We owe our visions of the future to the relatively unknown artist and engineer Syd Mead. Menna Aden photographs personal spaces from a lightbulb’s perspective. Cai Guo Qiang’s explosions rival the accidental Fourth of July fireball unleashed by the city of San Diego. Ken Solomon immortalizes the Facebook pages of other guys named Ken Solomon. A student activist lights up a cigar at the president of Columbia University’s desk.
When she was twelve years old, Panni Malekzadeh found her father’s stash of Playboy magazines buried in the closet. The experience fueled her sensual portrait paintings of young Persian women.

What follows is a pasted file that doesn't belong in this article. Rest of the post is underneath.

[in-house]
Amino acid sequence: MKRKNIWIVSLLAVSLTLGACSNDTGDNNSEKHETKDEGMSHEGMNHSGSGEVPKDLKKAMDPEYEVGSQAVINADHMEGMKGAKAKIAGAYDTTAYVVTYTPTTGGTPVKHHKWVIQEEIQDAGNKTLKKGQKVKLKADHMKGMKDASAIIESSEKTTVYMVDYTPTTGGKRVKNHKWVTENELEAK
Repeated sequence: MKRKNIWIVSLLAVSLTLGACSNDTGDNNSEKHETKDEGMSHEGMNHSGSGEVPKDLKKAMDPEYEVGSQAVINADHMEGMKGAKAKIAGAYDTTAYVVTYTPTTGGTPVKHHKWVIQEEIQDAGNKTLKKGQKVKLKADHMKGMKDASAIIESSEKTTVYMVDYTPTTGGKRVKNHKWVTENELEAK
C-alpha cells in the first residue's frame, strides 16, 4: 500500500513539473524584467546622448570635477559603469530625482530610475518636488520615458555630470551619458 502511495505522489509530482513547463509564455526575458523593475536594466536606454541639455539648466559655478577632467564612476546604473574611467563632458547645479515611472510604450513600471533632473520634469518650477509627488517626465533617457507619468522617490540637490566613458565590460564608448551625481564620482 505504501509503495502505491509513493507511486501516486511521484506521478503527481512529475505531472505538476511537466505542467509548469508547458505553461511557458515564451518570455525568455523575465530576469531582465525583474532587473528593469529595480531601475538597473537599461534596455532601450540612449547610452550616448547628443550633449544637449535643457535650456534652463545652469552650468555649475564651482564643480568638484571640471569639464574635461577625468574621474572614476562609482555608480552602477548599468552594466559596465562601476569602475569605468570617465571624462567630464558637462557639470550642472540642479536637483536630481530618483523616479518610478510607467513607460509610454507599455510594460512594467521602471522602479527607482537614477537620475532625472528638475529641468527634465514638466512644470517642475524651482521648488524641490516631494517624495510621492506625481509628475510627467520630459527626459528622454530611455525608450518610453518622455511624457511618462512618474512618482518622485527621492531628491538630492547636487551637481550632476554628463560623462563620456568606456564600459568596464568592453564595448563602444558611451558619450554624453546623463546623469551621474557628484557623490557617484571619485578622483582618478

You see a Facebook profile page, results from a Google Image search, or a YouTube video reel. Ken Solomon sees a work of art.
In a recent op-ed piece for the New York Times, writer Charles McGrath attempts to unpack the question of whether bad people can create good art. Obviously evil deeds don’t prevent a person from making something awesome. McGrath goes further, arguing that the traits of bad people facilitate artistic genius.